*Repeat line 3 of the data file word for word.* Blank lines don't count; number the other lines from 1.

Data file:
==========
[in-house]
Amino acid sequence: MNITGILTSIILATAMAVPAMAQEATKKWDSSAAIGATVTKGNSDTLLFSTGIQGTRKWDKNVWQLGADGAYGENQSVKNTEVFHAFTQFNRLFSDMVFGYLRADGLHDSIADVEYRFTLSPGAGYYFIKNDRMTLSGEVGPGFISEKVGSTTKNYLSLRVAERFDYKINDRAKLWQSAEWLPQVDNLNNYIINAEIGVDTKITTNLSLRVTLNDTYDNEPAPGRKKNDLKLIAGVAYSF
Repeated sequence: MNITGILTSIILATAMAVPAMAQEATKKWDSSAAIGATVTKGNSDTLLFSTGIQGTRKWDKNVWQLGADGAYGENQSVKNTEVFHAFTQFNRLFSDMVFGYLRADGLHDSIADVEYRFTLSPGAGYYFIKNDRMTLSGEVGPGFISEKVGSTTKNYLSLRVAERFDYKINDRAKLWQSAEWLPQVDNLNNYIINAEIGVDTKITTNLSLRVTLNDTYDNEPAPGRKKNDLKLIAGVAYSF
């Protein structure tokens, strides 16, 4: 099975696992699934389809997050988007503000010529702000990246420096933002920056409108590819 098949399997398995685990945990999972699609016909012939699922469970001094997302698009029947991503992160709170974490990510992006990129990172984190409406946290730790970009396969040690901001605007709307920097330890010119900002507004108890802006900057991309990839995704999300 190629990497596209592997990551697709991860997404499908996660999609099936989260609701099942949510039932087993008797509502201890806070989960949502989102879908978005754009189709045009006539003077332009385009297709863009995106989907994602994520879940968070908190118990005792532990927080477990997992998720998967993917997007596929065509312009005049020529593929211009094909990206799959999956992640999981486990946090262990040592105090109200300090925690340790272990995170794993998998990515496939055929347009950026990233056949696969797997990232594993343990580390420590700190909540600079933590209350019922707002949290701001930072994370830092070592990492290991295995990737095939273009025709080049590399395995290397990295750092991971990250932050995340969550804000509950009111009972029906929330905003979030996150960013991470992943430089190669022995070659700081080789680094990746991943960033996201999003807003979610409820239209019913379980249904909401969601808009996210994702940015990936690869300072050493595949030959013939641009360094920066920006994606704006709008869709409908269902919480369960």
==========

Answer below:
Repeated sequence: MNITGILTSIILATAMAVPAMAQEATKKWDSSAAIGATVTKGNSDTLLFSTGIQGTRKWDKNVWQLGADGAYGENQSVKNTEVFHAFTQFNRLFSDMVFGYLRADGLHDSIADVEYRFTLSPGAGYYFIKNDRMTLSGEVGPGFISEKVGSTTKNYLSLRVAERFDYKINDRAKLWQSAEWLPQVDNLNNYIINAEIGVDTKITTNLSLRVTLNDTYDNEPAPGRKKNDLKLIAGVAYSF